Credit ratings agency Moody's cut Britain's outlook from "stable" to "negative" on Saturday following the country's vote to leave the European Union.
The vote and resignation of Prime Minister David Cameron "will herald a prolonged period of uncertainty for the UK, with negative implications for the country's medium-term growth outlook," US-based Moody's said.
The move came after stock markets plummeted around the world on Friday and the pound fell to levels not seen since 1985.
"The economic and fiscal consequences of the referendum result are highly uncertain as they depend crucially on the outcome of future negotiations with the EU as well as with other trading partners," Moody's said.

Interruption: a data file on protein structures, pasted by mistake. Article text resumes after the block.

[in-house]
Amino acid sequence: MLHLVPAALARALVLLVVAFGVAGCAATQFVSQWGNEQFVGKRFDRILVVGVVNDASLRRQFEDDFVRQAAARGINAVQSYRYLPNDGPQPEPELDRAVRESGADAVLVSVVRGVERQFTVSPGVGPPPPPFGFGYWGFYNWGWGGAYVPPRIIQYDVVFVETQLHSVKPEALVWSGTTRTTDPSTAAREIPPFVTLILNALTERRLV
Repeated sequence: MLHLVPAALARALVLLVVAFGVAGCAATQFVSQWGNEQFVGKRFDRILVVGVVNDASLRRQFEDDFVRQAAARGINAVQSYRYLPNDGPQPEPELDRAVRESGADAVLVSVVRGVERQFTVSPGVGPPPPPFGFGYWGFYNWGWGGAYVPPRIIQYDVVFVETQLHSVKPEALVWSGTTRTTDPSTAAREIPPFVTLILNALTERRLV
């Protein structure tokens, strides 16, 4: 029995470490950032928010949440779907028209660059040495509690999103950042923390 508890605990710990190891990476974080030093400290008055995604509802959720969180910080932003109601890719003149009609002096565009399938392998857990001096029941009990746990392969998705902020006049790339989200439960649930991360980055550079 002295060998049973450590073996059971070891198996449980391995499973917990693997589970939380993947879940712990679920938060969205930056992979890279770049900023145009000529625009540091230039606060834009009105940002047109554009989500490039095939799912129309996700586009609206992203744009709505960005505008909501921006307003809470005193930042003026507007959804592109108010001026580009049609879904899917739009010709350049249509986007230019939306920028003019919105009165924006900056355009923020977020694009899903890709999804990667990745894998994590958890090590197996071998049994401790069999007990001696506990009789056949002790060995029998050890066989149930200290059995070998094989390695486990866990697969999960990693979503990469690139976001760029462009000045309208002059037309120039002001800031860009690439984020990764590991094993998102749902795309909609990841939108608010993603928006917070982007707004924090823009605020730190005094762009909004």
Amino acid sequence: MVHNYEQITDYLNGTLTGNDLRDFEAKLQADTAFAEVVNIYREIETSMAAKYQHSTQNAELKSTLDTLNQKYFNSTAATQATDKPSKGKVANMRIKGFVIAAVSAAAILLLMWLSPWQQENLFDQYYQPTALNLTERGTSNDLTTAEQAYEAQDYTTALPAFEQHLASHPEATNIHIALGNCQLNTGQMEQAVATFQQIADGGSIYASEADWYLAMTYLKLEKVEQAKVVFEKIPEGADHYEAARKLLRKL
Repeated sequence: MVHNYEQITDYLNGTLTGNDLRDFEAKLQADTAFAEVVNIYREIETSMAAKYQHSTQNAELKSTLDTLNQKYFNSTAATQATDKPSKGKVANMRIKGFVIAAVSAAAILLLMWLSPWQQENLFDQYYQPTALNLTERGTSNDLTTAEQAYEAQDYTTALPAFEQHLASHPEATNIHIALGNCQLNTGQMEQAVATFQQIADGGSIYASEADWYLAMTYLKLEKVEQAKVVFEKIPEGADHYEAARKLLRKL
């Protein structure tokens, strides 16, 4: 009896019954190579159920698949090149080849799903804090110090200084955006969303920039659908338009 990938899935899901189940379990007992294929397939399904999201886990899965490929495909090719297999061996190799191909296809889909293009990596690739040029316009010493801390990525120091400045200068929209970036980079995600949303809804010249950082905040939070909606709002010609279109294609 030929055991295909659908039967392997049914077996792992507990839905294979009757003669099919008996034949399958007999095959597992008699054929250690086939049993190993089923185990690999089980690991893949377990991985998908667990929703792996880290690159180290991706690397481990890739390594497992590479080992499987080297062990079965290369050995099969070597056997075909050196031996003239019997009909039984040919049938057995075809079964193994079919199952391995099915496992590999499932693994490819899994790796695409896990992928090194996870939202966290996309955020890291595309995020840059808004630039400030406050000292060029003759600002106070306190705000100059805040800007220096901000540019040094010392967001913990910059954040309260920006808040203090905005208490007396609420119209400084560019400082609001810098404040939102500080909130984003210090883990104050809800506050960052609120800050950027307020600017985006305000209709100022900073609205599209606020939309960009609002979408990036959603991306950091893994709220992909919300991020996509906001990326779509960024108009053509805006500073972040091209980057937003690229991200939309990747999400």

The agency cited three factors that could lead to a downgrading of Britain's credit rating: If trade negotiations are protracted and there are suggestions access to the EU's single market could be significantly restricted; if there is little progress in reducing the budget deficit; and if the currency comes under stronger pressure amid "substantial and persistent capital outflows."